Intentional and Negligence Torts
Welcome to LawShelf’s video-course on intentional and negligence torts. This basic tort law class introduces viewers to the most common torts and the bases upon which personal injury laws in the United States are built.
This is an introductory-level course and no prior knowledge experience in law is required.
The course starts with intentional torts, with the opening module discussing the basic intentional torts, including battery, assault, intentional infliction of emotional distress and trespass to land and chattel.
The second module moves to more “modern” torts, including nuisance, misrepresentation (both intentional and negligent), interference with contracts, malicious prosecution and abuse of process. The module also discussed vicarious liability, the principle by which employers are often held liable for torts committed by their employees.
The third module looks at defenses to intentional torts, including self-defense, defense of others, defense of property, content, necessity and justification. We’ll look at when these defenses apply and their limitations.
Modules 4 and 5 turn to negligence, which makes up the bulk of tort lawsuits brought in the United States. We’ll look at the requirements and nuances of the four elements of negligence: duty, breach, causation and damages. We’ll also look at other doctrines that impact negligence actions, such as res ipsa loquitur, negligence per se and dram shop laws.
The final module looks at other special rules impacting negligence lawsuits. We’ll look at when statutes, situations or agreements impose duties to act. We’ll also look at special responsibilities imposed on property owners to maintain safe premises and rules to protect “Good Samaritans,” who are protected from liability when their voluntary help goes awry. We’ll look at the defenses of contributory negligence and assumption of risk. Finally, we’ll touch on strict liability, which allows liability even without negligence or fault in some cases.
At the end of this course, you should be familiar with the landscape of tort law and well prepared to focus on more specialized areas of tort law such as product liability and vicarious liability.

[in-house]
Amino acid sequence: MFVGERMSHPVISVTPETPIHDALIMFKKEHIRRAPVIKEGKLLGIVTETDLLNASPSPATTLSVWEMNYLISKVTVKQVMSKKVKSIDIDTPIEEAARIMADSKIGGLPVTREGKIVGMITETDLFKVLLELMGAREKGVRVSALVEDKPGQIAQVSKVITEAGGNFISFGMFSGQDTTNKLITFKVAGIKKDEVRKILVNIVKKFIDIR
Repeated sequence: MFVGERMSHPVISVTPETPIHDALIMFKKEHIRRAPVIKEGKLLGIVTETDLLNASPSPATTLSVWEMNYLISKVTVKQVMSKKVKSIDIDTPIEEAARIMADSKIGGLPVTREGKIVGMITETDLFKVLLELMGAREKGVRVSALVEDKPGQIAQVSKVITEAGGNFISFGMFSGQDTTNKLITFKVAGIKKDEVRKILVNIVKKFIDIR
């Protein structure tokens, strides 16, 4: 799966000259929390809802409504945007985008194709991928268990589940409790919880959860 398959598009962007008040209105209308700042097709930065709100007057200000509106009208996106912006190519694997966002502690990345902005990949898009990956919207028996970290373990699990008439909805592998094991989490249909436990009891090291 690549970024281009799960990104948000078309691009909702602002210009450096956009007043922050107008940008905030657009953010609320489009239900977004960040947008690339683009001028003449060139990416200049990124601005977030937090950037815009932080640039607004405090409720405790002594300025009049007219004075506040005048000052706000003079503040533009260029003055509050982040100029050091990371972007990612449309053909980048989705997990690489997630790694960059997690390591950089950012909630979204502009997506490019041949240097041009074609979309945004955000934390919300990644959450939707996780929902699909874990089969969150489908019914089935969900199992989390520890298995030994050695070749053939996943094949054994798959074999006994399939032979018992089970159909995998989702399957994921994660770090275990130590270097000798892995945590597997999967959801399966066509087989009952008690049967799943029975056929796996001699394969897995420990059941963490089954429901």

Best of luck and we welcome your feedback.
What is a video-course?
A LawShelf video-course is an in-depth series of presentations on a discreet legal topic. LawShelf video-courses focus on practical legal information and applications and are each designed to familiarize the viewer with a legal topic quickly and efficiently.
Who should take a video-course?
Our video courses are designed for professionals such as attorneys, paralegals, corporate officers and financial professionals, as well as laypeople looking to deepen their knowledge of particular areas of law. The courses allow you to acquire the specific knowledge and skills that you need without the expense and time commitment of going “back to school” for a degree.
How do I learn?
Video courses are divided into 5 or 6 modules. Each module contains a video lesson (usually about 15 minutes long) and a series of self-test questions that you can use to practice and make sure that you understand the material.
How do I complete a video-course?
To complete a video-course, you must pass a 10-question multiple-choice examination by scoring 70% or higher. The questions on the exam are randomly selected from the self-test question sets for the various modules. You can retake an exam as many times as you need to, though you will not get the same questions each time since the questions are drawn from an exam bank.
Is there limit to how many video-courses I can take or complete?
No. A LawShelf subscription enables you to access any and all LawShelf content, including all video-courses. You can take courses as quickly or slowly as your time allows.
Do I receive any recognition for completing a video-course?
Once you complete the course by passing the final exam, you will be awarded a digital badge to display as evidence of your training and accomplishment.
How will a digital badge help me?
Modern educational trends are moving away from traditional classroom-based course completion models and towards skills-based education. Employers today care more about skills than ever before. LawShelf digital badges conform to the Open Badge standard and are verifiable records of your skills that can easily be shared online.
How long do I retain access to the course materials?